February 13, 1998 |
"Our Town' was Thornton Wilder's first full-length play. Unusual for its time, even considered experimental, the original production had a tryout performance on Jan. 22, 1938, at the McCarter Theatre in Princeton, N.J. The next morning, the company left for a two-week run in Boston, where the critics hated it. One wrote: "When we arrived the curtain was up and there was no scenery on the stage. We wondered if there was going to be a play. After watching for two hours, we still wonder."
November 30, 1995 |
Jeffrey Lynn, the durable actor whose film career as the handsome romantic husband or boyfriend flourished in the late 1930s and 1940s, has died. He was 86. Lynn died Friday at St. Joseph's Hospital in Burbank after a stroke, said his daughter, Letitia Lynn. Born Ragnar Godfrey Lind in Auburn, Mass., Lynn legally changed his name to his stage name in 1942, noting that he wanted to serve his country during World War II under the name that had become popular.
September 19, 2004
David GRITTEN suggests in his piece on Oliver Stone's "Alexander" ["Fearsome Phalanx," Sept. 12] that the director's decision to feature English-accented actors playing Greeks in contrast to using performers with an Irish brogue to play Macedonians is either "eccentric" or "inspired." While it may be the former according to one's taste in such things, the director's choice is most definitely inspired by an earlier film. Director William Wyler cast British actors (Jack Hawkins, Stephen Boyd and others)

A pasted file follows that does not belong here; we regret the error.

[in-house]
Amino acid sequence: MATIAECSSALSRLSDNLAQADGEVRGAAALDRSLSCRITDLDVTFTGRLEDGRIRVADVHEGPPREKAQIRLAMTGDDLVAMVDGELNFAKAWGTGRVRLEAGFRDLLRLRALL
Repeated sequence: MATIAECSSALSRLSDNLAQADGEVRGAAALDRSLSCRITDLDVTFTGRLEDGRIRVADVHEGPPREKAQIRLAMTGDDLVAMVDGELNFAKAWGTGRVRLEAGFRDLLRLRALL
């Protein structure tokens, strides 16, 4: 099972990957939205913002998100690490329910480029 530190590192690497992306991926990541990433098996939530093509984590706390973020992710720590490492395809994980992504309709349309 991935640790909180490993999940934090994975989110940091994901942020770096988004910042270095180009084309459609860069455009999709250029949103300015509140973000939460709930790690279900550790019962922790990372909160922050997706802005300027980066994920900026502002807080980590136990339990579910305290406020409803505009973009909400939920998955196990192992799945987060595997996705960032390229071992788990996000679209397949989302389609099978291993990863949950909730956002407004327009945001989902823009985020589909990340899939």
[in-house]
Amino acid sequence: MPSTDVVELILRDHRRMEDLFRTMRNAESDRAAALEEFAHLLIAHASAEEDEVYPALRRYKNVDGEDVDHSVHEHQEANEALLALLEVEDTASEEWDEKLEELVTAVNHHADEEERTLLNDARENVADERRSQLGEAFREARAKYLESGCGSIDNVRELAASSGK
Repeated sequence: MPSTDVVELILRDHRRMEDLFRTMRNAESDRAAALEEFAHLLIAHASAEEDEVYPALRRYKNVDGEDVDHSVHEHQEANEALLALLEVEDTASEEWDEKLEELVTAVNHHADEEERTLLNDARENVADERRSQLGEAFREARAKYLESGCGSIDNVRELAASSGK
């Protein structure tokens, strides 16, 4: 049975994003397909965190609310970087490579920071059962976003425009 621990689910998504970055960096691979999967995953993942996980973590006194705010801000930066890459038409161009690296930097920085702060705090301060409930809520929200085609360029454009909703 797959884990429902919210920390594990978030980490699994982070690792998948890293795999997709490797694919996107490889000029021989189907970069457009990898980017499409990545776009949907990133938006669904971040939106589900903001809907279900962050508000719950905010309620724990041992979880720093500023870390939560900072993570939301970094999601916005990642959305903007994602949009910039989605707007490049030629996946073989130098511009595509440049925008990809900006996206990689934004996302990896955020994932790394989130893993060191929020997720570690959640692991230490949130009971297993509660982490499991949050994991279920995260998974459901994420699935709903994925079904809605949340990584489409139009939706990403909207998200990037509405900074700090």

April 3, 1993 |
Novel Tour: After writing 39 plays, Jerome Lawrence, who co-wrote "Auntie Mame" and "Inherit the Wind" with Robert E. Lee, has made a career detour from playwriting to fiction with his first novel, "A Golden Circle," based on the late acting teacher Stella Adler and the 1930s Algonquin Round Table literary circle. Lawrence's two-month book-signing tour begins with a dramatic presentation by actress Holland Taylor at Brentano's, 10250 Santa Monica Blvd., Century City, on Monday at 7:30 p.m.
July 2, 1999 |
Everyone gets a chance to chomp the scenery in "Who's Afraid of Edward Albee?" Michael Kearns' original drama at Glaxa professes to examine the gay subtexts in "Who's Afraid of Virginia Woolf?" However, somewhere along its careening route, the play veers, intentionally or not, into parody. Whatever Kearns' dramatic intent, this sprawling exercise in excess is consistently fascinating, as watchable as a train wreck and as feverishly histrionic as a Joan Crawford film festival.